Perhaps the amount of money colleges make isn’t a problem, and maybe scholarships are not enough payment for student athletes, but even with all the hard work they put in, they still don’t deserve to be paid.  Most student athletes play sports for the college education. These student athletes are just that: students.  Student athletes are amateurs “just like a student accountant, who is making a choice to participate in a sport as part of their overall educational experience” (Anderson). No matter how great the athlete is, they are not professionals, and don’t deserve to be paid. The critics of paying college athletes clearly do not understand the life of college athletes. The critics say that playing college sports aren’t real jobs.  But most college athletes can put in fifty to sixty hours of practice a week, while still in college classes.  Northwestern university players can spend up to 14 hours getting ready. Even the NLRB’s (National Labour Relations Board) “Chicago office found that the Northwestern players are, in fact, employees of the university and have the right to be represented by a union” (Isidore). This makes it evident that players are working as hard as professionals, and deserve payment.  And just like professional sports, playing college sports does not come without risk.  Athletes in both professional and college sports have the highly probable chance that they will get injured while playing a sport.  One case is with football player Eric LeGrand. “LeGrand was only twenty years old when he “suffered a spinal-cord injury” during an in-game collision that left him paralyzed from the neck down” (Darcy). Both student and professional athletes go through the risk of having an injury that will lead them to never having a normal life, yet only one of them get paid.  It is glaringly obvious that the student athletes deserved to be paid.

Even with the fact that the student athletes go through risk of injury, supporters of not paying student athletes still believe that they shouldn’t be paid. They believe that it’s the coaches whom pave the way to college athletes being ready for professional play. The coaches are the ones that put the players through the hard training and make the meal plans.  Its them that make college football players “NFL-ready players” (Slebold). This may be true, but coaches can’t make student athletes ready if the athletes don’t have the talent or dedication to play the sport.  Coaches are the people that make the student athletes ready, but the athletes are the one that put in the real work. There is supposed to be a twenty hour limit of practice time per week for NCAA athletes, yet most NCAA players practice around fifty hours a week (Writers).  More practice time means less academic time. This shows that it’s truly the players, not the coaches, who go through the struggles, and in deserve to be paid.  In addition to that, coaches are paid more than fairly. College coaches are paid to make the student athletes ready for the pros. And they are paid substantial amounts of money. “The head football coach at Alabama is reported to have made $5.5 million in the year 2013” (Anderson). That is more than some NFL coaches, who coach professional athletes.  It is unmistakable that changes have to be made; coaches don’t deserve to be paid this much while the student athletes are paid nothing despite doing all the hard work, training, and playing.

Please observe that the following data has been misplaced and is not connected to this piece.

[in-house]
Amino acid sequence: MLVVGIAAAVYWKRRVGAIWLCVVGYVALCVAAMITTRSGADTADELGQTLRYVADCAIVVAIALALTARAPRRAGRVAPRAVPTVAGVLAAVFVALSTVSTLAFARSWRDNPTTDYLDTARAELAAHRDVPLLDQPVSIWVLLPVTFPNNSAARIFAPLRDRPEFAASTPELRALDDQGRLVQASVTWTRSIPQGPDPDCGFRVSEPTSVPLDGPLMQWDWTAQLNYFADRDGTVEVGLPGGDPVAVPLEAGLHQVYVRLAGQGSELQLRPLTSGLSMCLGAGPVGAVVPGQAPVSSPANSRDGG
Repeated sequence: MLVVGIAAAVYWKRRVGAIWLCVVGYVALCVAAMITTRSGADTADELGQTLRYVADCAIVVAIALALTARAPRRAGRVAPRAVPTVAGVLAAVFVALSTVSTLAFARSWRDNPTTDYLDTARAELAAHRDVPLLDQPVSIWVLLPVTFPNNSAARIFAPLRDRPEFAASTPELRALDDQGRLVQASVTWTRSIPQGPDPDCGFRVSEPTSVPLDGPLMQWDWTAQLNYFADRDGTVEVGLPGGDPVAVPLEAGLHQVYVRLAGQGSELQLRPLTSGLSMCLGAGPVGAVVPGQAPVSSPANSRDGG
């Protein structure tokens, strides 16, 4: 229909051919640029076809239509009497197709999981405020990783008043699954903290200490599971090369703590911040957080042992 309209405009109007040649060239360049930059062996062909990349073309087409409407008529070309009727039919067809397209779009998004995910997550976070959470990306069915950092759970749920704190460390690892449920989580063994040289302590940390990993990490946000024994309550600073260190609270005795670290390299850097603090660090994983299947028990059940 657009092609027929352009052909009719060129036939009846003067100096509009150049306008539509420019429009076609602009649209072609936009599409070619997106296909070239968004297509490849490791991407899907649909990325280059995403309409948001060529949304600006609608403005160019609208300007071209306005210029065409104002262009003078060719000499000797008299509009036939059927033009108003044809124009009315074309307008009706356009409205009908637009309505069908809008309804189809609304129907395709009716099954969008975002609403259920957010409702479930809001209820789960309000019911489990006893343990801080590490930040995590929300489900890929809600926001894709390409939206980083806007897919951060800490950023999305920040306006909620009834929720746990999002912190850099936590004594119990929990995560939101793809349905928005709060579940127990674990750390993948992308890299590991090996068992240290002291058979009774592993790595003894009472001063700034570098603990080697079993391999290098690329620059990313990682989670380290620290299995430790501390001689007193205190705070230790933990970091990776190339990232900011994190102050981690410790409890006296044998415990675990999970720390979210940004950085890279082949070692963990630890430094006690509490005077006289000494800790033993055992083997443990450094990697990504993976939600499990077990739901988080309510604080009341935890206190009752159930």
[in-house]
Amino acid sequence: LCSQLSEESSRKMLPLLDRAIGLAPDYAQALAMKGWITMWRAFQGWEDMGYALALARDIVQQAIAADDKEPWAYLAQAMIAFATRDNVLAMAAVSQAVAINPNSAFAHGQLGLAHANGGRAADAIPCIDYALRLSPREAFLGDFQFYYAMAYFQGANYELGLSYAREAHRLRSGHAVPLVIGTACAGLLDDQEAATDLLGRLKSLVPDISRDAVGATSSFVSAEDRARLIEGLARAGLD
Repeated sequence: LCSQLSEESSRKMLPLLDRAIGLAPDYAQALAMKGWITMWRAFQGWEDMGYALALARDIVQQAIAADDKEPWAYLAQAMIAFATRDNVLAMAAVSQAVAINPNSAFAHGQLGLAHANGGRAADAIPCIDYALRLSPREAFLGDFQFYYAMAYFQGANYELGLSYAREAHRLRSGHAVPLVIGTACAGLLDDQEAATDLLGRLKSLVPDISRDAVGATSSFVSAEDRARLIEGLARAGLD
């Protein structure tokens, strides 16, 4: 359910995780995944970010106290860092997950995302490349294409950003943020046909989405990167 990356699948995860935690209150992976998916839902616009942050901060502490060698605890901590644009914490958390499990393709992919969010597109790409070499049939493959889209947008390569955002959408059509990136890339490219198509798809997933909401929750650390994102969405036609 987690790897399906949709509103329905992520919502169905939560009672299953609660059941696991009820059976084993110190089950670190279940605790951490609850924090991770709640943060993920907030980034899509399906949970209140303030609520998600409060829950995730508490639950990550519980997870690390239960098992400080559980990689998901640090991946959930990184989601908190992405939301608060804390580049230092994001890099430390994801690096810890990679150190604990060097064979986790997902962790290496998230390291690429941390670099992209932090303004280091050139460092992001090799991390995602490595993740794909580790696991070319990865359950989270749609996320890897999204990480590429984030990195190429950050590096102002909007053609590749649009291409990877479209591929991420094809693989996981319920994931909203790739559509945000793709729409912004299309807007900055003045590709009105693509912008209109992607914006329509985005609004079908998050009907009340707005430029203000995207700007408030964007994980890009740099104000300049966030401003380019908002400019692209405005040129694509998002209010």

Paying the athletes won’t just benefit them, but it will benefit the sport itself. Paying college athletes will lead them to be more serious.  That seriousness wouldn’t just be for their own sport, but for their academics as well.  If the athletes were paid, they wouldn’t have to worry about their own money.  They could instead focus on their academics and sports.  Paying them won’t just benefit the player, but the NCAA as well.  With the athletes being less stressed, they will be able to focus on their game. This will make the players “bigger, better competitors which would in turn make the NCAA more money” (Anderson). Pro athletes are paid for playing, and they still function at a hundred percent almost every game. This proves that  “Money will distract the players” ideas are ridiculous, and just a ludicrous attempt at the colleges trying to keep their money.